Data Scientists Need to be Able to Answer “Why?”

Data scientist positions are one of the fastest-growing jobs in the U.S., and companies are making large investments to ensure a competitive edge and develop new products and services. However, as a recent Harvard Business Review points out regarding technology news, both Big Data and artificial intelligence projects that use data scientists have a dismal track record. The failure rate is estimated at roughly 85 percent.

Data science is a burgeoning part of U.S. companies, but many projects fail.

Why? There are likely several reasons. A successful venture needs excellent Big Data or AI work, of course, but it also needs a sophisticated understanding of the business problems data scientists have been hired to fix or impact. They need to know the “why” of what they are doing. The political climate and personal relationships at companies also matter deeply; business leadership needs buy-in and a comfort level, as do other stakeholders.

Data scientists may tend to adhere to their training, which is to find interesting patterns in data. There is a risk that they view that as the goal, rather than the business goal itself. Second, understanding the overall business climate in which data scientists operate can be complicated and difficult to navigate.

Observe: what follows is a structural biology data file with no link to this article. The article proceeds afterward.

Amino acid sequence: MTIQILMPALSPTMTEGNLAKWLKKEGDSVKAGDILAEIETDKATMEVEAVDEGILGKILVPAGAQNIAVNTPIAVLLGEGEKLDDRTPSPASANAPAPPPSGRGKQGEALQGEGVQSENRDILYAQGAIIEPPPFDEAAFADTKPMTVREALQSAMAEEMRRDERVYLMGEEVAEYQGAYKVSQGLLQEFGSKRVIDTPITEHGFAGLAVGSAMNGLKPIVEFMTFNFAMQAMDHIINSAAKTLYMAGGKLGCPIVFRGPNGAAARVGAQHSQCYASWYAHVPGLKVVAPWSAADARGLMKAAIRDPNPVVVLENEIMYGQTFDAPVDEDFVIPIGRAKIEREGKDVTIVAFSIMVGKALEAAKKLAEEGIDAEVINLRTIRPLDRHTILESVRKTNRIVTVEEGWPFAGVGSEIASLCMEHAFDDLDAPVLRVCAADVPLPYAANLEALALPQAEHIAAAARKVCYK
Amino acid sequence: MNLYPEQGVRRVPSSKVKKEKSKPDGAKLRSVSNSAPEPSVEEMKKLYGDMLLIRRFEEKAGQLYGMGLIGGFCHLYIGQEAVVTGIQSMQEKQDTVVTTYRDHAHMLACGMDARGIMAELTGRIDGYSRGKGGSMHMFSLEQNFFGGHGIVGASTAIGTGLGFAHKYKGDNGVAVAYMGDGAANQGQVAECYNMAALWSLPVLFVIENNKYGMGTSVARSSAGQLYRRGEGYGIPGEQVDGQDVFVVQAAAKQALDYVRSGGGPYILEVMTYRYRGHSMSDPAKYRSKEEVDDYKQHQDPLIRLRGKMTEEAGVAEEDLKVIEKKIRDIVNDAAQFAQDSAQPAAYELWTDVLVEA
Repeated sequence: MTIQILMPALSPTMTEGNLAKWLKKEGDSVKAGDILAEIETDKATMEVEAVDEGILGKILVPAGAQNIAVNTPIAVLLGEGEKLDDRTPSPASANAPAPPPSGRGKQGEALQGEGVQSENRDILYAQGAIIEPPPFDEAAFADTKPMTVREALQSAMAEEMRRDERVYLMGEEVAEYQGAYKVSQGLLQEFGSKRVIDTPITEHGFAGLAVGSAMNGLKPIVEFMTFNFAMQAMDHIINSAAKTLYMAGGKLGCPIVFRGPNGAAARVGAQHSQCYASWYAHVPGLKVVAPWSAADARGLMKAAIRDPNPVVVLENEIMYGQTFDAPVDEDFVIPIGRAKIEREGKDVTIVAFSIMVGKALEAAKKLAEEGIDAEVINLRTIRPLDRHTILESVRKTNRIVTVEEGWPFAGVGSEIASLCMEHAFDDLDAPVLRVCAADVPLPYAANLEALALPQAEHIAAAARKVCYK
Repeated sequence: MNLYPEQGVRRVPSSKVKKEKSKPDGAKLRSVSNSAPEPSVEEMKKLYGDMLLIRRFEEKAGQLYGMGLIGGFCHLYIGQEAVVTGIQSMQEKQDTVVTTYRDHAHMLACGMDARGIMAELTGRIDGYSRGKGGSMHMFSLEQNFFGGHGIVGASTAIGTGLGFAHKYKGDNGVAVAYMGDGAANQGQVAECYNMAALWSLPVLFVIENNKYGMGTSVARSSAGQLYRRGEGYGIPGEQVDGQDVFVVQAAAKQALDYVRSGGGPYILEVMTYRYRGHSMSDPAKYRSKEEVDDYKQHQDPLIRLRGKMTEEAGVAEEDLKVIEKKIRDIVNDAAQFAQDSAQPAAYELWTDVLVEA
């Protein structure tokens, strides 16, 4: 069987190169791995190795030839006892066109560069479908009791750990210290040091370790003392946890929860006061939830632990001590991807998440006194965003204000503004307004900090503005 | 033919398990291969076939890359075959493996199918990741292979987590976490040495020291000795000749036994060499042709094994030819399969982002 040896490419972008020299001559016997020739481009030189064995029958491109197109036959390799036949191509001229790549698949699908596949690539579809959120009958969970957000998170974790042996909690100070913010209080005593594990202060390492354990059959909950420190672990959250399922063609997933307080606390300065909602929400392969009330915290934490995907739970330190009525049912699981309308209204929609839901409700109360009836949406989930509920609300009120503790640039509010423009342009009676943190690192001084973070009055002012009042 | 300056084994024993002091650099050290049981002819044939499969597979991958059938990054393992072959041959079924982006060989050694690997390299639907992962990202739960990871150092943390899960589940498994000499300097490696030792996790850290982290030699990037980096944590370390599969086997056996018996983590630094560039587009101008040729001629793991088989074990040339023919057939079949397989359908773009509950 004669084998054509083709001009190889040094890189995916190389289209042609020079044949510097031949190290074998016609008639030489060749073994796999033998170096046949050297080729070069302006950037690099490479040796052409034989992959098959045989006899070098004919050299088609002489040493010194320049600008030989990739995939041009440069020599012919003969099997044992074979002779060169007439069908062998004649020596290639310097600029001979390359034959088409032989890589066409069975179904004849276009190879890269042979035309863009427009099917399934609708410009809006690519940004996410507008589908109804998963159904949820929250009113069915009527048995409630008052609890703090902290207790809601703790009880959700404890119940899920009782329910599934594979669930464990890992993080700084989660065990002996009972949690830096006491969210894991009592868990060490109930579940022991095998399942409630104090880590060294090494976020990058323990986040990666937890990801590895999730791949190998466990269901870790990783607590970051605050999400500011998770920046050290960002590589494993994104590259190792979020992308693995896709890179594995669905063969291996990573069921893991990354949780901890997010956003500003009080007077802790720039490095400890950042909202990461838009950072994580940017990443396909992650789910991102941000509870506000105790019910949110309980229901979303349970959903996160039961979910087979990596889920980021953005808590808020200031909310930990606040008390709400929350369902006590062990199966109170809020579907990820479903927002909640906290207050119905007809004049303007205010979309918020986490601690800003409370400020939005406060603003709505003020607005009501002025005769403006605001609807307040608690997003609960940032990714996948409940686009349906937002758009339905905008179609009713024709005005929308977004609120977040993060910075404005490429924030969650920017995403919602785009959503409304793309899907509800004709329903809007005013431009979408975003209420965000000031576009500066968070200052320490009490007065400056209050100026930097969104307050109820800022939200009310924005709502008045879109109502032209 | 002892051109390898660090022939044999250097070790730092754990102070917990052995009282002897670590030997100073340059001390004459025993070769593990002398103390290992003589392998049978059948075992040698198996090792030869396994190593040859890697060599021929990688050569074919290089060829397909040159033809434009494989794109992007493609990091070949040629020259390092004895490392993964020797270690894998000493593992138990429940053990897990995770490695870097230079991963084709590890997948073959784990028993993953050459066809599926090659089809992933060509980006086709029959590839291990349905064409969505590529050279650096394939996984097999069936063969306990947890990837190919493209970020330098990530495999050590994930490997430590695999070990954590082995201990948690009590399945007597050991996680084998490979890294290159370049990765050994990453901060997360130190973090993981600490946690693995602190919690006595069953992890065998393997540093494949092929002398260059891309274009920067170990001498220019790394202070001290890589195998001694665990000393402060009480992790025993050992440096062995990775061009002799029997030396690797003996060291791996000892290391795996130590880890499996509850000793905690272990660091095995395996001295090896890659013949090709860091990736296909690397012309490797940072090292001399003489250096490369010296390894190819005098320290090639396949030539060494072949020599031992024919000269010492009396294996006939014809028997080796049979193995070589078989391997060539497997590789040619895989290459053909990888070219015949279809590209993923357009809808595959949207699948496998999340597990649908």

What are the best methods of ensuring success in data science projects, then? The HBR suggests the following.

1. Make sure business objectives are developed and communicated.

The first step is ensuring that the business objectives the company wants to reach are developed and communicated clearly. Everything else proceeds from goal alignment.

2. Measure your progress toward meeting the objectives.

Develop the metrics that will measure progress toward the company’s goals most effectively. While it may take some time for a data program to get up to speed, companies have a right to expect measurable progress toward the goal in a few years. Should the data program increase revenues? Result in cost reductions? Improve customer retention or satisfaction? Both metrics and goalposts need to be in alignment with the objectives desired.

3. Place data scientists directly in daily work with the rest of the company.

The HBR cautions against siloing data scientists. They need to be embedded in the company and aware of its culture and goals.

4. Conduct pre- and post-analysis.

Just like other research projects, data projects need a fully developed problem statement. Pre-analysis development needs to be done to get there. The issues you want to explicate and the goals you are intended to hit need to be clear from the beginning, so the project can sync.

Post-analysis study also is crucial. The results of the project need to be tested in the real world to see if they work and bring about results.

5. Encourage data scientists to teach the organization.

Data science and its potential applications are new and exciting. It’s a good idea to encourage data scientists to teach both intradepartmentally and throughout the company. They can explain their project’s potential and results and make data science familiar, which will help with corporate acceptance and trust.

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